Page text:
Californians For All College Corps

In January 2022,  Governor Gavin Newsom and California’s college and university systems launched #CaliforniansForAll College Corps, the largest  state-funded college service program in California history.

The program is intended to give up to 6,500 college students the opportunity to serve in their communities over two academic years, and receive a $10,000  stipend while gaining valuable experience. Fellows would work in critical issue areas such as climate action, K-12 education, and COVID-19 recovery.

At the time, Newsom announced, “The #CaliforniansForAll College Corps advances these priorities by connecting Californians of different backgrounds with enriching service opportunities throughout the state while making college more affordable for our state’s future leaders.”

The Next Cohort of Fellows

In October, Newsom swore in 3200 students who became the latest cohort of Californians For All College fellows.

One of the recipients this year was Ali Alani, a Syrian immigrant and second-year student fellow at UC San Diego, who is working towards an Engineering and Entrepreneurship degree. Alani will participate in the AVID program for online students in twelve schools in the large San Diego Unified School District.

At an October 11 EMS media briefing, Alani said his aim was to inspire students to study further and pursue their goals for college education. This program will help to fund his own college education.

A Win-Win Situation

Josh Fryday, the California Chief Services Officer who supervises the program, explained it had been a win-win situation for many low-income students, but especially for AB 540 eligible Dreamers.  The college corps program was the first time California had created state-funded service opportunities for a population that has been marginalized too often, said Fryday.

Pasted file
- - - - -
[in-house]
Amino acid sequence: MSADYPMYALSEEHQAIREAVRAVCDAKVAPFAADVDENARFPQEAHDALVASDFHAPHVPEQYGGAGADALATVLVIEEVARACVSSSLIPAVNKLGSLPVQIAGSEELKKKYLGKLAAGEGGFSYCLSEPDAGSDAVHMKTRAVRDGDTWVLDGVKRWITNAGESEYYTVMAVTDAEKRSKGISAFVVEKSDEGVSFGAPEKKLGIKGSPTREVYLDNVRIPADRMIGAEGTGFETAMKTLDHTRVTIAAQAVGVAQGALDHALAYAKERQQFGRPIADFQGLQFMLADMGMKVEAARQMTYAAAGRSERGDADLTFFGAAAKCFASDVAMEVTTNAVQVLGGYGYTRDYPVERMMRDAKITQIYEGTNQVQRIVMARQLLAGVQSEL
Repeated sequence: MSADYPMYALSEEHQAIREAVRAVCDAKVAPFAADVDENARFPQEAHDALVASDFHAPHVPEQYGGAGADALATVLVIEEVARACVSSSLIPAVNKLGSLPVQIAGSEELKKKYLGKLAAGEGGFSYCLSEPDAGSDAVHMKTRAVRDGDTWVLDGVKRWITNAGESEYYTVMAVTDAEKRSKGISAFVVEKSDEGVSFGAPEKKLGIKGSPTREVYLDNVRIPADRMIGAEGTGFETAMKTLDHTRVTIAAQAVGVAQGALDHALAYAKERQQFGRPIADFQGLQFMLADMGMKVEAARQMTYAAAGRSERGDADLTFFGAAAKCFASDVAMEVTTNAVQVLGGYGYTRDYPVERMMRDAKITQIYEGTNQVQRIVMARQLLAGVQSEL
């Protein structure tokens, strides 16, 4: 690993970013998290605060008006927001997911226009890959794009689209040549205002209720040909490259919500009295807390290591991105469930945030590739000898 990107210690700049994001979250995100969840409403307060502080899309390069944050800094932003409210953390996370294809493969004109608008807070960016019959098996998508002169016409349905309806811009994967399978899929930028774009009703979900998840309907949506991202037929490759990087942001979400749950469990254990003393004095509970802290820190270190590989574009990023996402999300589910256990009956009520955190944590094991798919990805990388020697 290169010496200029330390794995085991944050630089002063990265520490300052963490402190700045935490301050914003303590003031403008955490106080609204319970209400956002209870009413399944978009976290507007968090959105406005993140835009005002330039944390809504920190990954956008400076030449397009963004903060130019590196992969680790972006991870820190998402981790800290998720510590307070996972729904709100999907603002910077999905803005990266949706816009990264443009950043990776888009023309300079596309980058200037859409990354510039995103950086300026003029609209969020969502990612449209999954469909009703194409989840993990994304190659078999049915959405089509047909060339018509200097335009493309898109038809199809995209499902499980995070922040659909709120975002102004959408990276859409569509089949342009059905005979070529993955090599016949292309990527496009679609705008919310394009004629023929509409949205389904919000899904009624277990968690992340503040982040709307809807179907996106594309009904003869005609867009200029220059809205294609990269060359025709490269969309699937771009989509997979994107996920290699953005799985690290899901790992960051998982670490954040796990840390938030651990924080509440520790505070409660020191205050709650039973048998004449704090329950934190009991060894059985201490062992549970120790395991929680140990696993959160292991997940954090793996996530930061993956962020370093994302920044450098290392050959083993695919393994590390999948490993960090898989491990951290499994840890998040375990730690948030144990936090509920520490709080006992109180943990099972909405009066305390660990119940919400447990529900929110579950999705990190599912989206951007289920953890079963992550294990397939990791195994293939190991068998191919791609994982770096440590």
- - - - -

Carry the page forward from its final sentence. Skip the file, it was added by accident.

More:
The program received almost 10,000 thousand applicants for 3000 slots, noted Fryday, indicating the desire of this generation to serve their community. Students who were not selected this time around can reapply to the program which will run till 2026. Other states now want to adopt and follow this model, he added.

Service Opportunities

Corps fellows assisted in food distribution to food-insecure communities, said Debbie S. Espinosa, President & CEO, FIND Food Bank from Central California. Many DACA students availed of the food bank services which focused on access to healthy food.

Wendi Lizola, a DACA student studying nursing at Sacramento State University explained that her undocumented family were very food insecure. Because of their DACA status, her family washed cars to make money as they had limited working opportunities in their community.

Mireya Olivera confirmed that more than 500 AB 540 CA Dream Act students were enrolled in the food program.  Almost 50% of the food distributed was fresh fruits and vegetables, said Espinosa, with the balance being a combination of protein, dairy and other foods.  She added that FIND try to limit the amount of foods that fall outside of the USDA My Plate recommendation of healthy eating to less than 20% of what is distributed to the community.

College Corps Program a Godsend

For her fellowship, Lizola was placed as a tutor in a middle school where she hopes to be an inspiration and role model to other young students. Lizola called the program a godsend to her and her family.

Both Lizola and Alami acknowledge that the 10K grant helped ease the financial burden of a college education.

Fryday confirmed that the College Corps  program would continue to be funded next year even if there was an economic downturn.

“It’s an amazing program serving amazing students, he said.”

A list of participating campuses can be found at the following site: www.californiavolunteers.cagov/californians.

Photo by Matese Fields on Unsplash

Susheela Narayanan is a retired early childhood educator and Professor of Child Development from San Diego Mesa College. A longtime resident of San Diego, she is active in her community and with Rotary...